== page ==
Taking a step toward fitness at work

Boyd Rutherford gets a lot of reading done as he climbs the stairs.

Most days after returning from lunch, he hikes up 15 flights to his office in the State Office Building on Preston Street with a memorandum or article to absorb during the 10-minute trip.

His staff teases him about his insistence on taking the stairs, but the 46-year-old Department of General Services secretary says, “It’s my modest attempt to be somewhat active.”

Rutherford is serious about the State Department of Health and Mental Hygiene’s initiative called Smart Step Forward, which challenges employees to take the stairs and not the elevator.

“A lot of people don’t even know where the stairs are,” says Gary Wunderlich, chief of the health department’s division of cardiovascular health and the driving force behind the initiative, which began in 2002.

Using motivational signs and refurbished stairwells, the state program promotes the health benefits of taking the stairs. Stair climbing on a regular basis has been shown to improve cardiovascular fitness, reduce cholesterol and decrease body fat. It’s also inexpensive and convenient, requiring no specialized equipment.

The trick is to get people off the elevator by changing their behavior, Wunderlich says. Smart Step Forward, inspired by a similar program created by the national Centers for Disease Control and Prevention, prompts behavior change with posters near elevators that say, “Physical activity will add years to your life and life to your years,” and “A flight a day may keep chronic disease away.”

“We haven’t promoted the program aggressively,” Wunderlich says, “but it has been building gradually.” Smart Step Forward kits have been sent to more than 30 businesses and schools throughout the state, including Mercy Medical Center, Johns Hopkins Healthcare and the Carroll County school district. Anne Arundel County is actively promoting the initiative as part of its employee wellness program.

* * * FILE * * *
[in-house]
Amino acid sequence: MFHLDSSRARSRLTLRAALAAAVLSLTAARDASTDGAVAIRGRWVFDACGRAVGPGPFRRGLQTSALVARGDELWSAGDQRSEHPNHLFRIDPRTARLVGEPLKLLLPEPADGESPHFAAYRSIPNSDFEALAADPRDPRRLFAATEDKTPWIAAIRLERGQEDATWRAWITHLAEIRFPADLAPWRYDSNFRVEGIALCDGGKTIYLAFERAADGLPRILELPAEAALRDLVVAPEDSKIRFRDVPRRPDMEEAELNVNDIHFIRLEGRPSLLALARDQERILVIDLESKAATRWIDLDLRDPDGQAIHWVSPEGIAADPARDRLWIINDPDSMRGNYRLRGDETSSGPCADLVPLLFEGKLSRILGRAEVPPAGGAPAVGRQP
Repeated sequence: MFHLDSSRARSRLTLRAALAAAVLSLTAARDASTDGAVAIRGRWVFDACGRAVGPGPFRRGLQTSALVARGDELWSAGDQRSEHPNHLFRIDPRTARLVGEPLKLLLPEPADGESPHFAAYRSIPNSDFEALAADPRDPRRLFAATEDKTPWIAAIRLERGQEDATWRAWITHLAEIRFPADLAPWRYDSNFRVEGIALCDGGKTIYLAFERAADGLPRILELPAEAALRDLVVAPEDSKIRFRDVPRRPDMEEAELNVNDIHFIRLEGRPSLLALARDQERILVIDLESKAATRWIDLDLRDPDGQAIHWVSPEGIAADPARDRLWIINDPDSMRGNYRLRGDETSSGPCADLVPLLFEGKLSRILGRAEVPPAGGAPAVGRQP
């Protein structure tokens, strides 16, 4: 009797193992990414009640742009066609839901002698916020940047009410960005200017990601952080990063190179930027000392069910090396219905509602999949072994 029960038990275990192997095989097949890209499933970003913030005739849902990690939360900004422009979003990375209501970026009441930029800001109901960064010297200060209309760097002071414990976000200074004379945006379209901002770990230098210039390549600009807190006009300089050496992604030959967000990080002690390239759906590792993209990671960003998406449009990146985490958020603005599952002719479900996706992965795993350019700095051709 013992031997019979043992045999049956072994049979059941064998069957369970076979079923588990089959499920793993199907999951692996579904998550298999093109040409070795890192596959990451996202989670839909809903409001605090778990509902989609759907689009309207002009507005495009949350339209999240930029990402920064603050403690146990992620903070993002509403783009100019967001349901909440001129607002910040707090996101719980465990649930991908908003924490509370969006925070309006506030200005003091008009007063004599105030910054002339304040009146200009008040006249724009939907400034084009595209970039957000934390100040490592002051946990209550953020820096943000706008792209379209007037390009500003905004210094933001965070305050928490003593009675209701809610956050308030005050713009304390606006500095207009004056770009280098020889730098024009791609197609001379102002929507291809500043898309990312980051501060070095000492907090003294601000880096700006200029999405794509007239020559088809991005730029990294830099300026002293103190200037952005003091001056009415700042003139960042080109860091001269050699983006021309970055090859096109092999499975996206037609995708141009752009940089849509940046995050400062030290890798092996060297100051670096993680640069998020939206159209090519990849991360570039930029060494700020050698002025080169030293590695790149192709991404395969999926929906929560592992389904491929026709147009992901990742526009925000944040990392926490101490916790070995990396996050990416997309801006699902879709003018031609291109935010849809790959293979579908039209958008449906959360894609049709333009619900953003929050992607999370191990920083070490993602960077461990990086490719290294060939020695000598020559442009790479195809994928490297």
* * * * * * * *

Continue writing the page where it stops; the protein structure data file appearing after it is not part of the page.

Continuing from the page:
Along with posters, Wunderlich says making sure that stairwells are accessible, well lighted and safe is important. At the state office complex on Preston Street, for example, stairs were spruced up, and employees got together to paint original murals on landings.

The notion of encouraging employees to use the stairs has been gaining a foothold in offices nationwide. The director of the CDC has ordered some elevators at the Atlanta headquarters be turned off, and has had the stairwells carpeted and children’s artwork hung on the walls.

At the new Sprint telecommunications corporate headquarters in Kansas, slow-moving hydraulic elevators were installed to dissuade people from using them, and spacious staircases with picture windows encourage more walking.

Choosing the stairs over elevators and escalators is among the activities suggested by the U.S. Surgeon General to achieve a recommended 30 minutes per day of moderate exercise.

The Surgeon General’s recommended a 30-minute minimum, notes Mary Concannon, osteoporosis prevention coordinator for the state Department of Health. It can be broken up into segments throughout the day, so a 5- or 10-minute climb counts.

“People who make modest lifestyle adjustments, such as parking the car further away or climbing the stairs, get the same results as people who go to the gym,” she says. “And they tend to stick to their programs.”

Concannon frequently gets off the light rail one stop early to walk the remaining few blocks to her office at 300 W. Preston St. - an activity that takes about 15 minutes. “If I walk back at the end of the day, that’s another 15 minutes, and there’s my 30 minutes. Done.”

Athletes - and others in good shape - will not necessarily maintain their fitness level by climbing stairs, but they might add stair running to their workouts.